Avocado, Canola, Olive… Which Cooking Oil Do I Need?

Does anybody else use the Pinterest food section on a daily basis? I look every single day, it’s an obsession. But I have noticed that lately, many of the recipes are using new and different cooking oils. I usually have 2 oils in my kitchen, extra virgin olive and canola. That’s it. No avocado, grape seed, or coconut… When did cooking oil get so complicated?!

cooking oil

So I got curious, whats the difference and should I be making the switch?

Cooking Oil Smoke Point

This is the temperature at which the oil or fat produces smoke. Ok, that is a very simplified definition but essentially, the higher the smoke point, the better for cooking. Here are some of the higher smoke point oils:

  1. Avocado Oil: 520 F
  2. Canola Oil: 375 – 450 F
  3. Safflower Oil, refined: 510 F
  4. Sunflower Oil, semi refined: 450 F

Room Temperature Consistency

This is important because you don’t want to use oils that are solid at room temperature in things like salad dressings.

  1. Coconut Oil
    • When cold it has a butter-like texture so it is great for dairy free baked goods. Smoke point is 350 F, do not exceed this.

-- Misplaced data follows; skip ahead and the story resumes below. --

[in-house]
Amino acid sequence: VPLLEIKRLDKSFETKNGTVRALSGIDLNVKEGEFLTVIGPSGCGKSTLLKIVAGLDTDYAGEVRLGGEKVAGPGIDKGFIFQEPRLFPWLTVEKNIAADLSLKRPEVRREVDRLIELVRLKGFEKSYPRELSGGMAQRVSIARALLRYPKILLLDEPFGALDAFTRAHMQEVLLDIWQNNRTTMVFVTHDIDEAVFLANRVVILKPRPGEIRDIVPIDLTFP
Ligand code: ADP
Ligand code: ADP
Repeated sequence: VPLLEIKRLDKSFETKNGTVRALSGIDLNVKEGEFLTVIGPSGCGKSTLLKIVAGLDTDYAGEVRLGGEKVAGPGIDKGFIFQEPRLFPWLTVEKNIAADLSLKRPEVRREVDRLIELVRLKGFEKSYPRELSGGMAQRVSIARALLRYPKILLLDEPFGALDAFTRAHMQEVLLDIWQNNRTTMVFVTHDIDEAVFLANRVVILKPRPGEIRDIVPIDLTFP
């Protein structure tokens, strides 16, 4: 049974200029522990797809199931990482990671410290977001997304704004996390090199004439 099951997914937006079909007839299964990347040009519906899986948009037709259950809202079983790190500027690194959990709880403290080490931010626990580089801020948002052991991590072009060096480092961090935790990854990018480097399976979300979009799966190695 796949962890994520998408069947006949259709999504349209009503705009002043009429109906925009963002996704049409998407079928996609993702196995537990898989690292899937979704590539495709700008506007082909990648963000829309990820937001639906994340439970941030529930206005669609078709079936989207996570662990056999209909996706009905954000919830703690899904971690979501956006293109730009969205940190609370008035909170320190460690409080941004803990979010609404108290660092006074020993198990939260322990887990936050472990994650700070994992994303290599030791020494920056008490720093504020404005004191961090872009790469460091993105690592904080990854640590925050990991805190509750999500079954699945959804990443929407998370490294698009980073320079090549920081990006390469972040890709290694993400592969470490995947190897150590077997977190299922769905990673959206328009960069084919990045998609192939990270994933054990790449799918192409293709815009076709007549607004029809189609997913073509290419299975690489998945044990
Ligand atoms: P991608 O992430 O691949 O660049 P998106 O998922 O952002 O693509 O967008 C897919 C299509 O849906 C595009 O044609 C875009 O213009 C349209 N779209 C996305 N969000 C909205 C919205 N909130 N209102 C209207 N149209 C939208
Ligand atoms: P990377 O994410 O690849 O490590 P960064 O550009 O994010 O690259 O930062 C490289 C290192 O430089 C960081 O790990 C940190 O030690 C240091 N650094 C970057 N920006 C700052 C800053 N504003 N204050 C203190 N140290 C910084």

2. Palm Oil

Oils You Shouldn’t Heat

  1. Extra Virgin Olive Oil
  2. Hemp Seed Oil
  3. Toasted Nut and Seed Oils

Light Olive Oil vs Extra Virgin Olive Oil (EVOO)

It may sound like light olive oil is a calorie conscious version of EVOO, but it is not. In fact, the calorie count is the same. The difference is what happens after the olives are crushed. For EVOO, nothing happens after the crushing! The olives are crushed and the oil is collected. It has a strong, robust taste with a low smoke point of 325 F. It provides great flavoring for a vinaigrette or for drizzling on to food after it is cooked.

Light olive oil takes the process one step further. The collected oil from the crushed olives is treated with chemical solvents that neutralize its flavor. The result is a neutral tasting oil that has a high smoke point of 470 F. It is great for cooking and for using to create your own oil infusions.

This is a very short list of oil options, but when considering a new oil, start by looking at the smoke point if you plan on cooking with it. After that, consider if you want a neutral flavor or a more distinct flavoring. I think Avocado oil is a great option that I will be adding into my usual cooking choices!.

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